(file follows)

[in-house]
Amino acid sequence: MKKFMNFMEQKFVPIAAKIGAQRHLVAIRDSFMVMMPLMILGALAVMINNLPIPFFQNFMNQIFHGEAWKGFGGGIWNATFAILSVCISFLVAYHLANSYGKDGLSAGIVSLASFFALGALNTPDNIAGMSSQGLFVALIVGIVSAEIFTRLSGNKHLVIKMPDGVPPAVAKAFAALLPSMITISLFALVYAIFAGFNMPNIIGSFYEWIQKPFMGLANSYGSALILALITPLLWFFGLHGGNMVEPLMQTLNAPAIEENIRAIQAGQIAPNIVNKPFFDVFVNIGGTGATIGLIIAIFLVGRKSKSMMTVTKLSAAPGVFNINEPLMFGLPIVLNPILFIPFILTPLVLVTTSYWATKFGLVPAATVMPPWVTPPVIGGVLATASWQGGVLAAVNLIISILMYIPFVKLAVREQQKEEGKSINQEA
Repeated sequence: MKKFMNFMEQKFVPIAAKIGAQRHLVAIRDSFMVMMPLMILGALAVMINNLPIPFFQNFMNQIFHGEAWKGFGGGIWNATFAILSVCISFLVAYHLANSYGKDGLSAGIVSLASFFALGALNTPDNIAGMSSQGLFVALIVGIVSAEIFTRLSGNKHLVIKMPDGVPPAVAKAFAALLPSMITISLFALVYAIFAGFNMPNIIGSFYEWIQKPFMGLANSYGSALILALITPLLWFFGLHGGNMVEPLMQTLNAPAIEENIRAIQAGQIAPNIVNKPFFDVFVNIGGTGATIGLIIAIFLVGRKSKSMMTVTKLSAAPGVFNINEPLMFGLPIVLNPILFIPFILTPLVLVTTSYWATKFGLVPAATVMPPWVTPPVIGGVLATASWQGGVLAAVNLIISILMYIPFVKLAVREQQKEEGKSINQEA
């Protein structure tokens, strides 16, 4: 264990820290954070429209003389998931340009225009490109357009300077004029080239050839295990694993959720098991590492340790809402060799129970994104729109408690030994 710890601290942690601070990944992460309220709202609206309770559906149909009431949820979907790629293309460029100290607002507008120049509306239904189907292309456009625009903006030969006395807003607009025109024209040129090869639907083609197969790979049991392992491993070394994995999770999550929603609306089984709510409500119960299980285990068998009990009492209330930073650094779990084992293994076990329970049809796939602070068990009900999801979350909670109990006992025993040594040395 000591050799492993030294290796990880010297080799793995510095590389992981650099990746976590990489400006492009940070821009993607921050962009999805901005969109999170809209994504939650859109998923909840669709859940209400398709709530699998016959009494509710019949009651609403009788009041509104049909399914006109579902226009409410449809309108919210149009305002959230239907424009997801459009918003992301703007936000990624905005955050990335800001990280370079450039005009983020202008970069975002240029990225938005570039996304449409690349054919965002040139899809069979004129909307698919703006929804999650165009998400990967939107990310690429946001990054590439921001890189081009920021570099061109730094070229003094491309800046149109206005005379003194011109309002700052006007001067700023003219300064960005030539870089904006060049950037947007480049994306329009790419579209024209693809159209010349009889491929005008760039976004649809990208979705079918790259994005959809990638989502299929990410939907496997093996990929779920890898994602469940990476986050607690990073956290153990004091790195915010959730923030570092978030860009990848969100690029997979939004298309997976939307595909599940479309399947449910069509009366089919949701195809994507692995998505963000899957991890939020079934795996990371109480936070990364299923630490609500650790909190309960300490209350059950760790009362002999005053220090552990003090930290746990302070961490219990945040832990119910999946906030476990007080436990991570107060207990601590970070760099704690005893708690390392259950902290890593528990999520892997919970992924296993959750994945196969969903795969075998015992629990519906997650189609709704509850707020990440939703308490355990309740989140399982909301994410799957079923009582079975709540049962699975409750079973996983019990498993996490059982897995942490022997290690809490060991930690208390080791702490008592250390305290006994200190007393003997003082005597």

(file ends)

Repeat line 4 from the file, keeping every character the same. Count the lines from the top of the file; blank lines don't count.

């Protein structure tokens, strides 16, 4: 264990820290954070429209003389998931340009225009490109357009300077004029080239050839295990694993959720098991590492340790809402060799129970994104729109408690030994 710890601290942690601070990944992460309220709202609206309770559906149909009431949820979907790629293309460029100290607002507008120049509306239904189907292309456009625009903006030969006395807003607009025109024209040129090869639907083609197969790979049991392992491993070394994995999770999550929603609306089984709510409500119960299980285990068998009990009492209330930073650094779990084992293994076990329970049809796939602070068990009900999801979350909670109990006992025993040594040395 000591050799492993030294290796990880010297080799793995510095590389992981650099990746976590990489400006492009940070821009993607921050962009999805901005969109999170809209994504939650859109998923909840669709859940209400398709709530699998016959009494509710019949009651609403009788009041509104049909399914006109579902226009409410449809309108919210149009305002959230239907424009997801459009918003992301703007936000990624905005955050990335800001990280370079450039005009983020202008970069975002240029990225938005570039996304449409690349054919965002040139899809069979004129909307698919703006929804999650165009998400990967939107990310690429946001990054590439921001890189081009920021570099061109730094070229003094491309800046149109206005005379003194011109309002700052006007001067700023003219300064960005030539870089904006060049950037947007480049994306329009790419579209024209693809159209010349009889491929005008760039976004649809990208979705079918790259994005959809990638989502299929990410939907496997093996990929779920890898994602469940990476986050607690990073956290153990004091790195915010959730923030570092978030860009990848969100690029997979939004298309997976939307595909599940479309399947449910069509009366089919949701195809994507692995998505963000899957991890939020079934795996990371109480936070990364299923630490609500650790909190309960300490209350059950760790009362002999005053220090552990003090930290746990302070961490219990945040832990119910999946906030476990007080436990991570107060207990601590970070760099704690005893708690390392259950902290890593528990999520892997919970992924296993959750994945196969969903795969075998015992629990519906997650189609709704509850707020990440939703308490355990309740989140399982909301994410799957079923009582079975709540049962699975409750079973996983019990498993996490059982897995942490022997290690809490060991930690208390080791702490008592250390305290006994200190007393003997003082005597």